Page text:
||Sonik's roots are found within Implementation
activities. Our consultants have deep skills and experience in successful
project implementation activities. The services listed here serve
to illustrate the breadth of our knowledge and expertise.
Implementation services include:
» Configuration Management
» Data Mapping & Conversion
» Change Management
Facilitation services are one of the key steps required for reaching
consensus The SDM Configuration Management service is focused on
the client's business process infrastructure. Key areas affected
by standard configuration management practices include:
» software release / version management
» data management
» document control
Proper configuration management within the infrastructure includes
both processes and tools that create common internal standards,
allow for software and documentation consistency, and validate standards.
This service ensures that new software, document or data releases
are done in a consistent, uniform and well-communicated fashion.
As a result, Configuration Management ensures a consistent environment
for development, quality assurance, and production activities. This
service applies to the support infrastructure as well as the client's
products and / or service offerings to the market, such as customer
documentation and product specifications.
Data Mapping & Conversion
The SDM Data Mapping & Conversion service is a business analyst
activity, primarily used for conversion of legacy data (contained
within a current client system or application data set) to a new
system or application.
Data mapping and conversion activities must address the requirements
of the new system while minimizing the loss of legacy business intelligence
residing in the legacy application. All required tables of the new
application must be addressed, as well as all data needed to support
ongoing business process activities and tasks. The SDM approach
also requires proper documentation of the conversion activity, including
data definitions, data dictionaries and conversion rules.
The SDM approach to the process of change is defined by the common
characterization of change having three basic stages: unfreezing,
changing, and re-freezing. Stability is needed at the beginning
and ending of every change process. More importantly, the key to
success in a change process engagement is involvement of all affected
parties (or their trusted representatives). In many client engagements,
end-user acceptance is paramount to the successful implementation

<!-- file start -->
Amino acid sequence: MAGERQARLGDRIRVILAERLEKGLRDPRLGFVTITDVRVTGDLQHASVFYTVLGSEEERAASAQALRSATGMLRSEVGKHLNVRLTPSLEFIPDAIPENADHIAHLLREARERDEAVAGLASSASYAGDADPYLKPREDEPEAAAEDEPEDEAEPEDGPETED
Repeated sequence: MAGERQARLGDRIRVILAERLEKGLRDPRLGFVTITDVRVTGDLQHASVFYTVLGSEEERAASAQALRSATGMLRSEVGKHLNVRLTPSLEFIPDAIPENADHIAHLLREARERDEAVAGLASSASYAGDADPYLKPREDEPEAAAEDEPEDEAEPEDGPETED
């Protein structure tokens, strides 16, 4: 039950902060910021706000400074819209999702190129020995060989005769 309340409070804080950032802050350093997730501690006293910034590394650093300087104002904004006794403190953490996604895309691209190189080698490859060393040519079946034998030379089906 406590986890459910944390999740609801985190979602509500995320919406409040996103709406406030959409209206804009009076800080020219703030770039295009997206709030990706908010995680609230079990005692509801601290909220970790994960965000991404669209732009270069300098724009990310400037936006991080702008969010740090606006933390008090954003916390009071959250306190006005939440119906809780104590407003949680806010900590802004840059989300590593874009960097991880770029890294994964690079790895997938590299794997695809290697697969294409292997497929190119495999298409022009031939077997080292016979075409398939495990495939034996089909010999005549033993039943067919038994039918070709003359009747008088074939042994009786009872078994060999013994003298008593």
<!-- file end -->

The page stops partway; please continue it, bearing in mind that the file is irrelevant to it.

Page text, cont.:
of any new process and / or application; if end-users are not involved
during the planning and design phases, they are likely to push back
when it is time to implement this change.
Our client was attempting to re-launch their corporate web site,
moving it from a static 'brochure-ware' site to an interactive customer-oriented
site. The proposed functionality of the new site cut across functional
and departmental boundaries within the client organization, resulting
in conflicting ownership and ideas surrounding the project. Account
management - including customer accounts and personalized services
- was one the more contentious items of this initiative.
Active participation from all stakeholder groups was critical to the
acceptance of the revamped site. Participation was captured at many
levels within the project:
- A cross-functional core project team was formed, meeting bi-weekly
to ensure the interests of all stakeholder groups were fairly
- A monthly project newsletter was developed showing project progress,
key project metrics, and tracking / resolution of key issues.
- Representatives from all stakeholder groups participated in
the vendor selection process. Key cross-functional requirements
were incorporated into the RFI / RFP process, and competitive
prototyping sessions included the participation of key departmental
representatives. Survey input was sought from all session attendees,
and feedback was filtered back into the design process via the
core project team.
- A cross-section of employees was selected to participate in
user acceptance test sessions. These sessions allowed for testing
of key site functionality, especially concerning customer login
and account management services.
- In coordination with the client's corporate communications department,
the web site design was first launched internally via department
launch sessions, where employees were invited to attend a web
site walk-though. These sessions were conducted by the core project
team, ensuring the stakeholder groups received equal representation
during the internal communication program. These sessions also
allowed for final adjustments to the user interface design based
upon feedback received from the employee audience.
- Project feedback was sought from all project participants at
the conclusion of the effort (post launch).
The project structure created awareness among employees regarding
the new web site: the content it contained, the information structure
and architecture, the user interface, and online functions and services.
Furthermore, each department expressed an appreciation for the consultation
process used throughout the project. As a result, the public launch
of the new site was well received: employees felt well informed about
the new site, and overall acceptance was received a high rating by
the stakeholder groups. In particular, the customer service team was
well prepared to handle customer inquiries pertaining to the new site.